Doctors and the “bedside manner”
There’s a lot of talk these days about creating more compassionate doctors. About a year ago I wrote a post about a medical school that allows humanities students to join its ranks without taking the MCAT.
A friend of mine is actually one of them. She dabbled in the world of radio before she became a doctor. One of the best listeners I know, she’ll start her residency next year, hopefully in Rhode Island.
As a touchy-feely humanities type myself, I’m drawn to the idea that things like kindness and compassion make for better health outcomes.
That’s why I was interested in this New York Times opinion piece by Dr. Lisa Rosenbaum. Titled “The downside of doctors that feel your pain,” Rosenbaum’s essay opens with a anecdote from her father, who is also a doctor.
…when he was an intern, the competence of his colleagues was inversely proportional to how much their patients liked them.
Rosenbaum goes on to describe her dread at realizing she’s prioritized being liked by her patients. She’s great at eye contact and empathy. But what about treating illness? Perhaps this whole movement to recruit personable doctors is just a ill fated fad.
Proponents of weeding out students who lack interpersonal skills argue that communication errors are at the root of medical mistakes. But we have no data to suggest that medical students who sit close but not too close make any fewer mistakes than their less-communicative colleagues. The awkward student in the corner who obsessively follows a checklist may make fewer procedural mistakes than his charming friend who lights up the room.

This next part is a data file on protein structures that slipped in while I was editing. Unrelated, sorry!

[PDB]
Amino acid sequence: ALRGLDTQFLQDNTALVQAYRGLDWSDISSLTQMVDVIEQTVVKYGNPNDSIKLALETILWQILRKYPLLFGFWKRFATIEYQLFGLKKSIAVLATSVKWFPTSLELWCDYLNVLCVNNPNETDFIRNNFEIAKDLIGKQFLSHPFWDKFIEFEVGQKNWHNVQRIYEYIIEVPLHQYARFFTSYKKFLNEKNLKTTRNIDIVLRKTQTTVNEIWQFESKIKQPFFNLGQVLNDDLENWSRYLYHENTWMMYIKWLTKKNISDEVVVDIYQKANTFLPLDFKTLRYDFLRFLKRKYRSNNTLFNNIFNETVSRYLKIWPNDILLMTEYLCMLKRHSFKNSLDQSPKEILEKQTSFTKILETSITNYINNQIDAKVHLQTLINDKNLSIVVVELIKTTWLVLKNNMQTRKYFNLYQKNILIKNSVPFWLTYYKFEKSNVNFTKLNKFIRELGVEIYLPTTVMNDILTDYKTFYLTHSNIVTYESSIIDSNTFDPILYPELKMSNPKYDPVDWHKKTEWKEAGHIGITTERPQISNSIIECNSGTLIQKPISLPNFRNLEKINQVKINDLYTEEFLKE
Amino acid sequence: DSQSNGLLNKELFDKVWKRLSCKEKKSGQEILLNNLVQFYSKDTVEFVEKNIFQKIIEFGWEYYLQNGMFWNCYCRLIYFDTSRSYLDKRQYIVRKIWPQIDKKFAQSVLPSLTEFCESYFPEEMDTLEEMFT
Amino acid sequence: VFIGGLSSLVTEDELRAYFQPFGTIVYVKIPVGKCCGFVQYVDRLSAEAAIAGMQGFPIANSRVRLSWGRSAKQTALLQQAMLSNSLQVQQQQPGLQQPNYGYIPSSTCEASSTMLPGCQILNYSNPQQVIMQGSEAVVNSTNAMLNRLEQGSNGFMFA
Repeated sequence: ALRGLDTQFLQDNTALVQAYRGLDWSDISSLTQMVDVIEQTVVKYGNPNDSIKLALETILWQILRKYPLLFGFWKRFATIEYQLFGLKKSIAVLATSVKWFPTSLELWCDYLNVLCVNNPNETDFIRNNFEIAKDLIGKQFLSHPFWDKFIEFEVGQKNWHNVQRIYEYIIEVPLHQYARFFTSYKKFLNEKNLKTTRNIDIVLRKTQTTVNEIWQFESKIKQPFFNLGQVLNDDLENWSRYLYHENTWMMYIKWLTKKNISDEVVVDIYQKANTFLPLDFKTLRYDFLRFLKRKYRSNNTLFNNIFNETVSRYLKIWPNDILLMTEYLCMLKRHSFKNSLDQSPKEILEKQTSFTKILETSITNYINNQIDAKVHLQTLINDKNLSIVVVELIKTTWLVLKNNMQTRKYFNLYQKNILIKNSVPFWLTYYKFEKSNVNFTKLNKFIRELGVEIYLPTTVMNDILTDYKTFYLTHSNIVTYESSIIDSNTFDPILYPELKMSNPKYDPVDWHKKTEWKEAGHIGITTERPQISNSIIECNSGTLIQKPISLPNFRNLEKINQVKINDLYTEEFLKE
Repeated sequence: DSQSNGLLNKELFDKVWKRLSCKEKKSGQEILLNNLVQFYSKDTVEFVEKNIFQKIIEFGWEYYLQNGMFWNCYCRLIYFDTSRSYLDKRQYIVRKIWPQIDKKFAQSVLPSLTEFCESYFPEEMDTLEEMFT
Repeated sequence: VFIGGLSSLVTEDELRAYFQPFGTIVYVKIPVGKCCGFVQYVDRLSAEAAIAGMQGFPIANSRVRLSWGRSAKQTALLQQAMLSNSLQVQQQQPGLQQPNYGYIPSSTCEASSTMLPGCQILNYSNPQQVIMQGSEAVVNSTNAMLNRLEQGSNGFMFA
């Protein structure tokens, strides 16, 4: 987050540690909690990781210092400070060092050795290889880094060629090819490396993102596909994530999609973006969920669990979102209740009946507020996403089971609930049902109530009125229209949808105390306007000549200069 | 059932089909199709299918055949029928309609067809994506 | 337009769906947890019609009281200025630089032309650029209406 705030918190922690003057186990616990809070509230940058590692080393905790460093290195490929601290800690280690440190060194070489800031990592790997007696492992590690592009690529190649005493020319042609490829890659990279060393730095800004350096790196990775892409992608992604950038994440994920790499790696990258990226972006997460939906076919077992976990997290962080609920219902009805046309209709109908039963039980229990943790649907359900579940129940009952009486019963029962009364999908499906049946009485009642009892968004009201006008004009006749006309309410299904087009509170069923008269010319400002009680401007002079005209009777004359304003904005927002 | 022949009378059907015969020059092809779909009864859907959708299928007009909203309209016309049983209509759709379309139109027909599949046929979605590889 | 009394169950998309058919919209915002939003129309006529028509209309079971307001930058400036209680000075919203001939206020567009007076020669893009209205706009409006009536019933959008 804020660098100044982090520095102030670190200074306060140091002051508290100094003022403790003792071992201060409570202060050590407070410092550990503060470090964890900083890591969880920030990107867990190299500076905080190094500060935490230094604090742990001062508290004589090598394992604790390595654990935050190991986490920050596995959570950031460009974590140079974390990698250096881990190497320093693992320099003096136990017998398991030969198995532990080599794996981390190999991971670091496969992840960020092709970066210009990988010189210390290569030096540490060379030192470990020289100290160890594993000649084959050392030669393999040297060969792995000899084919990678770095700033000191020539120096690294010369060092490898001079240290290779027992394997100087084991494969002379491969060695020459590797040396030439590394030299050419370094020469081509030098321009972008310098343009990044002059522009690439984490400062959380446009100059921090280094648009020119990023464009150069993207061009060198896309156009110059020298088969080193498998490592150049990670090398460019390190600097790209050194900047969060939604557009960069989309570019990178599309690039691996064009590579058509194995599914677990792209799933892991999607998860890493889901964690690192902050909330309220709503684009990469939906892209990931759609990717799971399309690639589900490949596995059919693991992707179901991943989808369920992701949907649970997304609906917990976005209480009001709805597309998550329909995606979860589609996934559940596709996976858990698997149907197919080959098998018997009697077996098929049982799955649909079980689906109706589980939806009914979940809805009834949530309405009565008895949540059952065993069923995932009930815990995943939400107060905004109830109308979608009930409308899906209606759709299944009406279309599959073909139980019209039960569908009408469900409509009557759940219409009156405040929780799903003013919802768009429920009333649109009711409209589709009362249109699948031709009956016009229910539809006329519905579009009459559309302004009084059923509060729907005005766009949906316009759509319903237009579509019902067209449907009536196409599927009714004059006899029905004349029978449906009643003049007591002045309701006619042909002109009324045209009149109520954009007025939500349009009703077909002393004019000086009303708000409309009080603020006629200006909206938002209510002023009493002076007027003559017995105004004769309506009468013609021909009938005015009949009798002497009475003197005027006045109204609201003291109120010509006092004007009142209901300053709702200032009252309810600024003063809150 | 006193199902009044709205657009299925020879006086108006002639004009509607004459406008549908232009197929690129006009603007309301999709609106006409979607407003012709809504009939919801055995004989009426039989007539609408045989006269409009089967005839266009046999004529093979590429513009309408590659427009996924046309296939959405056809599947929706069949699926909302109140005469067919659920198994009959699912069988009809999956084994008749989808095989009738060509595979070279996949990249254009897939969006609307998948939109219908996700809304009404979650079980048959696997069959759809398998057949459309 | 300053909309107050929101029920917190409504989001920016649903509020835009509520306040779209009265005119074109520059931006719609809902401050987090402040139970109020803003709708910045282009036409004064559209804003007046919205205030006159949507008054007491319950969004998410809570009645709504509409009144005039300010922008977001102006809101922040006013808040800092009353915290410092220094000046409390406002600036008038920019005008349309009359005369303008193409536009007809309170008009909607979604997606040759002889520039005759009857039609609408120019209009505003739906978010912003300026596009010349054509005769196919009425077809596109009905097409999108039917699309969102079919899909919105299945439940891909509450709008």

Rosenbaum cites a study from the Wharton School of the University of Pennsylvania showing that when extroverts work together, they compete and decrease productivity while introverts are better listeners and get more done.
As an introvert myself (most people don’t believe this, but I do get my energy from being alone) I think Rosenbaum is confusing two issues. It’s one thing to be a flashy, charismatic doctor. It’s another thing to show compassion for your patients. Extroverts and introverts can both do that. You can treat your patient as a human being without drawing a lot of attention to yourself.
I can’t speak to the rest of her concerns. Doctors out there- how important is this thing we call the “bedside manner”? Does it make a difference in patient care? Are medical schools over emphasizing these traits?
Patients- do you care about how a doctor treats you, or are their skills the most important quality? Do these traits have to be mutually exclusive?